Simpson admits leaving state without permission
Former Northern athlete, recruiter ordered to wear GPS if released
February 3, 2014
A former university employee accused of planning to sell marijuana in Havre admitted this morning to flying to California without permission, with the judge responding that he could be released if he wears a global positioning system device.
Joe Clifton Simpson II, born in 1990, admitted in state District Court this morning to boarding an airplane in Great Falls Dec. 24 without permission from the county attorney. That was the day after state District Judge Dan Boucher warned him that if he was allowed to reside with his mother in California he would be subject to the rules of the court including a warrant being issued for his arrest and possibly facing new charges if he failed to appear in any required court appearances.
Boucher issued a $50,000 warrant Dec. 24.
Simpson turned himself in at the Hill County jail Jan. 23.
The Hill County attorney filed charges against Simpson after law enforcement officers said a package mailed to him from California was found to contain 995 grams - 2 pounds, three ounces - of a substance that field-tested positive for marijuana, a charging document says.
Hill County Attorney Gina Dahl said during this morning's hearing that Simpson should remain in custody.
"The state, obviously, is concerned with any flight risk," she said.
"We disagree," Simpson's attorney, Lindsay Lorang, responded.
Lorang said that, because Simpson turned himself in and has spent 11 days in jail, that should be sufficient punishment for returning to California to spend the holidays with his family. She said Simpson would agree to checking in regularly with law enforcement as a requirement of his release if desired.
Boucher said the court shared the prosecution's concern about a risk of flight. He said he didn't doubt that Simpson left the state to spend the holidays with his family, "but that's not how it works."
Boucher ordered Simpson released on the $50,000 posted if he obtains and wears a GPS monitor to track his location. He said if the cost of obtaining such a device is a problem, Simpson could bring that up with the court.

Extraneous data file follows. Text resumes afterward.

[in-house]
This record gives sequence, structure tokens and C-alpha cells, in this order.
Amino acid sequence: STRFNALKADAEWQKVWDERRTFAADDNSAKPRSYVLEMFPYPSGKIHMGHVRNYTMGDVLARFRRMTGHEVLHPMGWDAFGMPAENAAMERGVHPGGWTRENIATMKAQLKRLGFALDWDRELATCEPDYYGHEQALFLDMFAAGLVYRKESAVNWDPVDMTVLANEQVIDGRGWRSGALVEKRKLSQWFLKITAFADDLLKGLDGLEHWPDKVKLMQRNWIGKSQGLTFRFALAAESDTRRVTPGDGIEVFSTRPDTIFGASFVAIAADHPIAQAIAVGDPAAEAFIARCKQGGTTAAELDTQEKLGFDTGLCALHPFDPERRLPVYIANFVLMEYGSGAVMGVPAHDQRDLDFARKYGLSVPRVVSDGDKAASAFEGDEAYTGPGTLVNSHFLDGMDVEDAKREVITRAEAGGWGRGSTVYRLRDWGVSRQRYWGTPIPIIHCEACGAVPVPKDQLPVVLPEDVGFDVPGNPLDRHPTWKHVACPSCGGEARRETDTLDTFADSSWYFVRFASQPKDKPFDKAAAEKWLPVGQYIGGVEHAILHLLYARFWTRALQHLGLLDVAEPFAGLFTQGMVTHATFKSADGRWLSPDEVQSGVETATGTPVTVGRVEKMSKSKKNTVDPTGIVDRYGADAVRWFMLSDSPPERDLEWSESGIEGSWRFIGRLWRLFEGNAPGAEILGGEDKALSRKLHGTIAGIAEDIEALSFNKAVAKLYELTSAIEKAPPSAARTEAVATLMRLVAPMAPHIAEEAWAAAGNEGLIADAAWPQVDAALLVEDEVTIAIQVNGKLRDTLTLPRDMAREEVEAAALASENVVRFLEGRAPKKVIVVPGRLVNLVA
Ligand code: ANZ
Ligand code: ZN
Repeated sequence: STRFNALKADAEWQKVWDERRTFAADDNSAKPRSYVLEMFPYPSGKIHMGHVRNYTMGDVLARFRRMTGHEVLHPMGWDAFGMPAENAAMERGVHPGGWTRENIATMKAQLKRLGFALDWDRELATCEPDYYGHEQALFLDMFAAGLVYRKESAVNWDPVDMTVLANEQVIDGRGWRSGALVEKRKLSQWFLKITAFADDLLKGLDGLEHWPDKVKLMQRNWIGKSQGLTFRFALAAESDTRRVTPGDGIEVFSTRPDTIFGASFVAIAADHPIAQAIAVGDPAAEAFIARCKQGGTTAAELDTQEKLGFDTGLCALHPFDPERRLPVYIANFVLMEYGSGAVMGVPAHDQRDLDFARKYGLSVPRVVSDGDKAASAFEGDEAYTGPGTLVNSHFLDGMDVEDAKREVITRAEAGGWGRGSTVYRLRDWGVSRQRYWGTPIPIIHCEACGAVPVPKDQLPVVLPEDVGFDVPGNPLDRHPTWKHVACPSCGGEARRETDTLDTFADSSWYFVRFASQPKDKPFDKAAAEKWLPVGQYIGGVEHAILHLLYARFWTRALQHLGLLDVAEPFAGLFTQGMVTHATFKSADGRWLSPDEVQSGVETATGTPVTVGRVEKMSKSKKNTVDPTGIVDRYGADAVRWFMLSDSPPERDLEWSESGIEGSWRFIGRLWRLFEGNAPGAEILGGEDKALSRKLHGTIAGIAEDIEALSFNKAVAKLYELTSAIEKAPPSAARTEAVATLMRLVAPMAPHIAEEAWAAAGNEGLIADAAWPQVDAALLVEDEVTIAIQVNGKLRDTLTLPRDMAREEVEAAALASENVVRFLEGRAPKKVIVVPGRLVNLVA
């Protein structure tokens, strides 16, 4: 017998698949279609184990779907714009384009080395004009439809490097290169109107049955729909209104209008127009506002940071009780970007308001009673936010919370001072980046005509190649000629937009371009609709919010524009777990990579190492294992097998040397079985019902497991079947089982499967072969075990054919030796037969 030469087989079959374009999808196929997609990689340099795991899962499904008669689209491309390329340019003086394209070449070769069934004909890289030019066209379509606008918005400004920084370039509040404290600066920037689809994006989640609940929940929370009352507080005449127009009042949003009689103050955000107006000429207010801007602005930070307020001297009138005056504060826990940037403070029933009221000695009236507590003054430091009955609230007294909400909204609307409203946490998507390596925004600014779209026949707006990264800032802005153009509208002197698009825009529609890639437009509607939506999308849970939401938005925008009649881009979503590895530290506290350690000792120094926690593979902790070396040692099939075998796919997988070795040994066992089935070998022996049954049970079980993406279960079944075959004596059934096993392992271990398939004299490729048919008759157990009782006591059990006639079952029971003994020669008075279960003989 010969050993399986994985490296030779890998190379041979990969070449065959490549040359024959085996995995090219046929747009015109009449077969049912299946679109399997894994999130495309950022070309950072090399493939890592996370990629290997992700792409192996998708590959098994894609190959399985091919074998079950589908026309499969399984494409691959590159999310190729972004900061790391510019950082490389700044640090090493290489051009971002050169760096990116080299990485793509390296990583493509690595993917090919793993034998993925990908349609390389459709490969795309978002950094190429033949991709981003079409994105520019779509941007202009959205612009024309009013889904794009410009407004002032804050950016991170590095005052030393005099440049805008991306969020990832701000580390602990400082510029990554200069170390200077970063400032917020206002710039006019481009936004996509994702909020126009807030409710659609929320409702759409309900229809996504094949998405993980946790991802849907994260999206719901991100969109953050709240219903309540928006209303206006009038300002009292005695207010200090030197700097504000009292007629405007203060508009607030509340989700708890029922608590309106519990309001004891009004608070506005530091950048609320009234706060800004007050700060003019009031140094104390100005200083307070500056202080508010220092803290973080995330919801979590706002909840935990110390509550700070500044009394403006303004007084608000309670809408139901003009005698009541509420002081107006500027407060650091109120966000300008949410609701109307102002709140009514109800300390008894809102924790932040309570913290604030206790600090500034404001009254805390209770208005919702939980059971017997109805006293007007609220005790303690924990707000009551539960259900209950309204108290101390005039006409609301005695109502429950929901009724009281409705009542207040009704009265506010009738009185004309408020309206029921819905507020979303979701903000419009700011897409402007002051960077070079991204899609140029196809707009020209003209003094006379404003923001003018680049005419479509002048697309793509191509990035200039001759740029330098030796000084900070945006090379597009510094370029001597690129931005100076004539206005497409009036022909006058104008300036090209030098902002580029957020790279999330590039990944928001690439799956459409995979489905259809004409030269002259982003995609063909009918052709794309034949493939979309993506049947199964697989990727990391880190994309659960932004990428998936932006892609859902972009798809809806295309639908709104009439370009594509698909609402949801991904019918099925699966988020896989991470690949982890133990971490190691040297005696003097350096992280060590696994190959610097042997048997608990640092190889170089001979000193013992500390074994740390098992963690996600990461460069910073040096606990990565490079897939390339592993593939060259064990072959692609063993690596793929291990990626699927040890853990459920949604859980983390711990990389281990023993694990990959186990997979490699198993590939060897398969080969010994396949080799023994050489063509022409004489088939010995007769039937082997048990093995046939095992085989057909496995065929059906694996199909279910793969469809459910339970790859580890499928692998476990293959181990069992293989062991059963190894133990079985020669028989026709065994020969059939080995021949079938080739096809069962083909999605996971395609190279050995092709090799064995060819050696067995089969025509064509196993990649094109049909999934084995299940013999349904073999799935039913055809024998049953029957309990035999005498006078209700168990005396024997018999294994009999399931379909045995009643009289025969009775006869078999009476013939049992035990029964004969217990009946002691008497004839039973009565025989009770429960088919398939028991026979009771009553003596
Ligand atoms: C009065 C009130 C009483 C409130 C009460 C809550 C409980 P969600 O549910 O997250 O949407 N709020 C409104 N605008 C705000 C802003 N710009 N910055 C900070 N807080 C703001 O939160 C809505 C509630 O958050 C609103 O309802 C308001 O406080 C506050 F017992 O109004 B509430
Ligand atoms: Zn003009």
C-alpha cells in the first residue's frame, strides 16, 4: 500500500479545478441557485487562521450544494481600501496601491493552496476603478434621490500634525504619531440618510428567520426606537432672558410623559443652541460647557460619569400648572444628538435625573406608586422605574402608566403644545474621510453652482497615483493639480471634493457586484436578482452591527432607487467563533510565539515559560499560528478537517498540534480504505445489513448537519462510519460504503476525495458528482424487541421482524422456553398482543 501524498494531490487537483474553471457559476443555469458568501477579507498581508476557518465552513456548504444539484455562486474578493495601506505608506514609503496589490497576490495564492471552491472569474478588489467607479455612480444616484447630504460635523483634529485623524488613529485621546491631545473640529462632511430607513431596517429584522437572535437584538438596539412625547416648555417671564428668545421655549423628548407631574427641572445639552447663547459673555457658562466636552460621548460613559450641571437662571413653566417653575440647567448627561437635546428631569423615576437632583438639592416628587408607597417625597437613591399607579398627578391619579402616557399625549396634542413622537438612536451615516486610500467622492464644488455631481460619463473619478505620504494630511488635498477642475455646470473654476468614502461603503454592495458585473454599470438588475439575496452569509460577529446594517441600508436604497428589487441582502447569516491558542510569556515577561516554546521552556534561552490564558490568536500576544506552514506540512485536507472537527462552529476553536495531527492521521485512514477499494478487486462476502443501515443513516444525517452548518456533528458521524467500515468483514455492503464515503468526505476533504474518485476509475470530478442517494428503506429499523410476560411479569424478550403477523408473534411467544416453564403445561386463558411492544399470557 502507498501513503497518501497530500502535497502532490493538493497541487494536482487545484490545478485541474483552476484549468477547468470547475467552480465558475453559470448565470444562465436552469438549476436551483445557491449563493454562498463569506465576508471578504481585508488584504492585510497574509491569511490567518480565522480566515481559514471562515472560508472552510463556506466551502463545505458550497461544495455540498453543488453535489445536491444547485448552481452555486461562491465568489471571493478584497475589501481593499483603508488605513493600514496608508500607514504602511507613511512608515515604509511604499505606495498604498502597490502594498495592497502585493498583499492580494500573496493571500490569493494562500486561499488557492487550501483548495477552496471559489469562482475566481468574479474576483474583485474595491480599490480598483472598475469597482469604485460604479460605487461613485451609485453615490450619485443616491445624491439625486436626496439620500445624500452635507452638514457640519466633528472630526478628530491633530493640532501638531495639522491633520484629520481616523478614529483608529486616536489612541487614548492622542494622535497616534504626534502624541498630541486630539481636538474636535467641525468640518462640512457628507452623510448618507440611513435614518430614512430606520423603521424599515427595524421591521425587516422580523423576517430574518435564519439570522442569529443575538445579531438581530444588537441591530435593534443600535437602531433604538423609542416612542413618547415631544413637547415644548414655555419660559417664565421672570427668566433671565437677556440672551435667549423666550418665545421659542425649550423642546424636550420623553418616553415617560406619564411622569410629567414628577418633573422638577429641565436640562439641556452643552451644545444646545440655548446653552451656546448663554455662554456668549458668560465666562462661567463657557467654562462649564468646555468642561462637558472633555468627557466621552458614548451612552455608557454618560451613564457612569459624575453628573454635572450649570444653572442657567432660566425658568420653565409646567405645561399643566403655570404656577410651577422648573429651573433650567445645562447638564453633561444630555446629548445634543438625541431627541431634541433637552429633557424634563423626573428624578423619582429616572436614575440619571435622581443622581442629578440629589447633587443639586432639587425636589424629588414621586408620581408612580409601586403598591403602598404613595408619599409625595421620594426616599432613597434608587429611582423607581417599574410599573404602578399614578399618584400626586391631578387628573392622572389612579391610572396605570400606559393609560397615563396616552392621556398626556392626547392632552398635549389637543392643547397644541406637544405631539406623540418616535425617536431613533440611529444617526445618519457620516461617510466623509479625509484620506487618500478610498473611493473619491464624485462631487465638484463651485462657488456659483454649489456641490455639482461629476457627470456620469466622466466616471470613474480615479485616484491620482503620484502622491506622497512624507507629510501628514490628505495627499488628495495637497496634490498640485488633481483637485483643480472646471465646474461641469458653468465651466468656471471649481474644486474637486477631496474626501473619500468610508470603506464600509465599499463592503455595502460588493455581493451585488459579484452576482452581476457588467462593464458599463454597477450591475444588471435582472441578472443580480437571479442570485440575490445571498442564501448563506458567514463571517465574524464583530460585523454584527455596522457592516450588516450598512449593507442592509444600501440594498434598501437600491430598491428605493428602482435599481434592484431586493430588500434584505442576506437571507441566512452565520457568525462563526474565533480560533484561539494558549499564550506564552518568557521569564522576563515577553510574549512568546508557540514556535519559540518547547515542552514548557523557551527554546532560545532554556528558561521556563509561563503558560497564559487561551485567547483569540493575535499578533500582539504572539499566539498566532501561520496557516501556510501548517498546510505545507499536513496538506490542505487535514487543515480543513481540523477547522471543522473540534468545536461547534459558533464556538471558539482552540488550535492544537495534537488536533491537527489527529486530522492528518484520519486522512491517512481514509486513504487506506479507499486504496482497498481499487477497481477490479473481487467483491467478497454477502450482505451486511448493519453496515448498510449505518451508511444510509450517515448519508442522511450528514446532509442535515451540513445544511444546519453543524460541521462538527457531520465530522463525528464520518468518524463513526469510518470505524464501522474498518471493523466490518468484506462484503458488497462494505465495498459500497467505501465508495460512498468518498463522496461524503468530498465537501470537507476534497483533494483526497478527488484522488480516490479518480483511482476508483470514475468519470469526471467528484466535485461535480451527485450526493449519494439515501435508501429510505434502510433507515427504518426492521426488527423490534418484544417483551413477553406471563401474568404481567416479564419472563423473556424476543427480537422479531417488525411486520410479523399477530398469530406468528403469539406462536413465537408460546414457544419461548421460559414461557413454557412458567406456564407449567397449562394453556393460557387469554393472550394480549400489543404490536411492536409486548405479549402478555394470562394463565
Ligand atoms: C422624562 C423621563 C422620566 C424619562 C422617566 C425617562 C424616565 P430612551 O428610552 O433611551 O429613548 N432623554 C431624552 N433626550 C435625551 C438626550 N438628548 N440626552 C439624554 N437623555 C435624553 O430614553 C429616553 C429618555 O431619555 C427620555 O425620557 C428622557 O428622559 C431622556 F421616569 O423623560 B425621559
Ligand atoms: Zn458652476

Simpson was charged with felony counts of attempted criminal possession of marijuana with intent to distribute and possessing property subject to forfeiture and misdemeanor counts of criminal possession of marijuana and drug paraphernalia.
According to a charging document, U.S. Postal Service employee notified the Tri-Agency Safe Trails Task Force Oct. 22 that a package mailed from Pittsburg, Calif., to Simpson at his Havre residence appeared to contain marijuana.
The postal service employee said the package had been damaged in shipping and contained a green substance in plastic bags that appeared to be, and smelled like, marijuana.
Postal Service records showed five packages similar to the package reported Oct. 22, weighing 2 pounds or more, were shipped to Simpson from California between Sept. 21 and Oct. 17, the document says.
According to the charging document, law enforcement officers serving a search warrant on the residence Oct. 23 reported finding a 9 mm Taurus handgun in Simpson's room at his residence in Havre, which he shared with two roommates.
Requests have been filed in civil court that Daniel Agostino and Daniel Mack forfeit property found in the search.
The officers also found small amounts of marijuana and drug paraphernalia including glass pipes commonly used to smoke marijuana, the document says.
The officers also found more than $13,000 in the residence in bundles ranging from $300 to more than $8,000, the document says.